Microsoft Research scientist David Heckerman on how we could attack HIV like spam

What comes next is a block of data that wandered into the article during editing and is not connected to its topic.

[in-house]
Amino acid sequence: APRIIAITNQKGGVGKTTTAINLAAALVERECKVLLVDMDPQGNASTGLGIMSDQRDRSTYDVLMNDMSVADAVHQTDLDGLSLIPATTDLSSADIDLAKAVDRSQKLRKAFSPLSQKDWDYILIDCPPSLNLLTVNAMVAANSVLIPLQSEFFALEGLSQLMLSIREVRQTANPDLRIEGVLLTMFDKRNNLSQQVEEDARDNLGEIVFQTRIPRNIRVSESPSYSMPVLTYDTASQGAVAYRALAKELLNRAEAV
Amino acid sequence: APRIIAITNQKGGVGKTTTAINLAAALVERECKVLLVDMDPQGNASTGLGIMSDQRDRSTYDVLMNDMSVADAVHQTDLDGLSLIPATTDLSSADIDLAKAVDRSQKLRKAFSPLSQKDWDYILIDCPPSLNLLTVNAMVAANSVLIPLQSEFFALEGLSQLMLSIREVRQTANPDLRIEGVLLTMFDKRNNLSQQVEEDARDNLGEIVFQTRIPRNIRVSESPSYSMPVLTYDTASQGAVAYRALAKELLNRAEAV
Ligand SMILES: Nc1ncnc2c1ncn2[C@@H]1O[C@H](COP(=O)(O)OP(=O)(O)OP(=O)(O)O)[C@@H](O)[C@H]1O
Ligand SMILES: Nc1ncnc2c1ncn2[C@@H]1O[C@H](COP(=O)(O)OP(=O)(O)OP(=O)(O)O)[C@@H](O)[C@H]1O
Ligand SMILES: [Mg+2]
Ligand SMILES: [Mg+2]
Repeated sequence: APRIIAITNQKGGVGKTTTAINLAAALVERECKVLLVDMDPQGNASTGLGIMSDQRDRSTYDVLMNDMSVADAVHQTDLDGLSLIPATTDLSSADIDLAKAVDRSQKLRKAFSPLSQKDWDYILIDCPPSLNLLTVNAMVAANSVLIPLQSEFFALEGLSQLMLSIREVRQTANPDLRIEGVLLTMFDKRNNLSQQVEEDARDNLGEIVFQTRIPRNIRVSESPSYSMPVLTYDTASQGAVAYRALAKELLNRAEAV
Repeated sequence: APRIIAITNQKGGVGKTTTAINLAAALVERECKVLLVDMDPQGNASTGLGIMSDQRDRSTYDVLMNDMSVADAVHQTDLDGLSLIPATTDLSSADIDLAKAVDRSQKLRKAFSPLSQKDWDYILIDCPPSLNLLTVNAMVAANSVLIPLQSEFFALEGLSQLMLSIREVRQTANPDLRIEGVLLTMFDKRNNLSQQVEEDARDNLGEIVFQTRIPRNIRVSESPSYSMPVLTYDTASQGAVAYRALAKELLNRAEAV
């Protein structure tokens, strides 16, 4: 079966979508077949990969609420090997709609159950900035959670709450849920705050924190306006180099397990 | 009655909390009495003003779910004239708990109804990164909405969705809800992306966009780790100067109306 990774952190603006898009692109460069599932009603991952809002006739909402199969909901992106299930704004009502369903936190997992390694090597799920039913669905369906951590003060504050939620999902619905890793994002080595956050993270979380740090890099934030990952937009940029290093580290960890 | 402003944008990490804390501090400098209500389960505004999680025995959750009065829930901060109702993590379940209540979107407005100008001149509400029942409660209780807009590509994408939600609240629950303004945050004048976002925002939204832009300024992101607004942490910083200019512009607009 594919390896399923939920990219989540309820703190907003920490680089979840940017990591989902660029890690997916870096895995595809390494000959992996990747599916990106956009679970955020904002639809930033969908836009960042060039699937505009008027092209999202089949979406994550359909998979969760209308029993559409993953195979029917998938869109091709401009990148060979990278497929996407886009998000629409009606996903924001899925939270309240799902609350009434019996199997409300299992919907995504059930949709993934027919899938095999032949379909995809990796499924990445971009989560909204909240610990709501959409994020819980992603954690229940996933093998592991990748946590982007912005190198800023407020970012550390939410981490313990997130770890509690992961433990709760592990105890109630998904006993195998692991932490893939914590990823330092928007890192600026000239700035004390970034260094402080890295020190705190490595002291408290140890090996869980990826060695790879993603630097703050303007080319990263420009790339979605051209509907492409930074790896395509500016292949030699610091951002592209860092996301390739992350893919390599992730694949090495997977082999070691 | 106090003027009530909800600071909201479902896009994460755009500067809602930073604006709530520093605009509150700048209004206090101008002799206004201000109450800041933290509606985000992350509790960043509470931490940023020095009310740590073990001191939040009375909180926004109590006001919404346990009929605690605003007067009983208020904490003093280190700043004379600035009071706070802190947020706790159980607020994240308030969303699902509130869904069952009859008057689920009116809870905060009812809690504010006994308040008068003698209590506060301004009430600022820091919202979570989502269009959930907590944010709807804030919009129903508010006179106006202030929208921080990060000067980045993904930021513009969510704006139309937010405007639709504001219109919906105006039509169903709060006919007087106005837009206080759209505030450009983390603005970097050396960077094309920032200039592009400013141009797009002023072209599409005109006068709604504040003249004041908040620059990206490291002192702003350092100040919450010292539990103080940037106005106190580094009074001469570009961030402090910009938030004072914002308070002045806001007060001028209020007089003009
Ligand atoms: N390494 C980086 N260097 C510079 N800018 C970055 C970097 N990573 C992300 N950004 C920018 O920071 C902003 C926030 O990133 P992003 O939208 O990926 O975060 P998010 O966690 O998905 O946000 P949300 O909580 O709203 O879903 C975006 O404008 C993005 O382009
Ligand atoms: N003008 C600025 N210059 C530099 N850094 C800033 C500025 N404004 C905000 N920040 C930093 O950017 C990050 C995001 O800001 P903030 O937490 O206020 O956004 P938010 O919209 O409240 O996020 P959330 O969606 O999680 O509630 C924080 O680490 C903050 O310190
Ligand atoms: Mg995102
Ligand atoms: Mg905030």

Children display ribbon cutouts tied to balloons during an HIV/AIDS awareness campaign to mark World AIDS Day in Kolkata on Dec. 1, 2014. (Rupak De Chowdhuri/Reuters)Although efforts to create an AIDS vaccine have gone on for more than three decades, none has produced a successful result. Strategies that have worked for more than a dozen other pathogens are easily thwarted by the slippery and unpredictable quick-change artist known as human immunodeficiency virus, or HIV. HIV has evolved into a master of avoiding immune system detection by undergoing spontaneous mutations that effectively make it a moving target. The most common and virulent strain of the virus, HIV-1, has the highest reported mutation rate for any biological system, a study published in PLOS Biology last year discovered. In fact, the number of…


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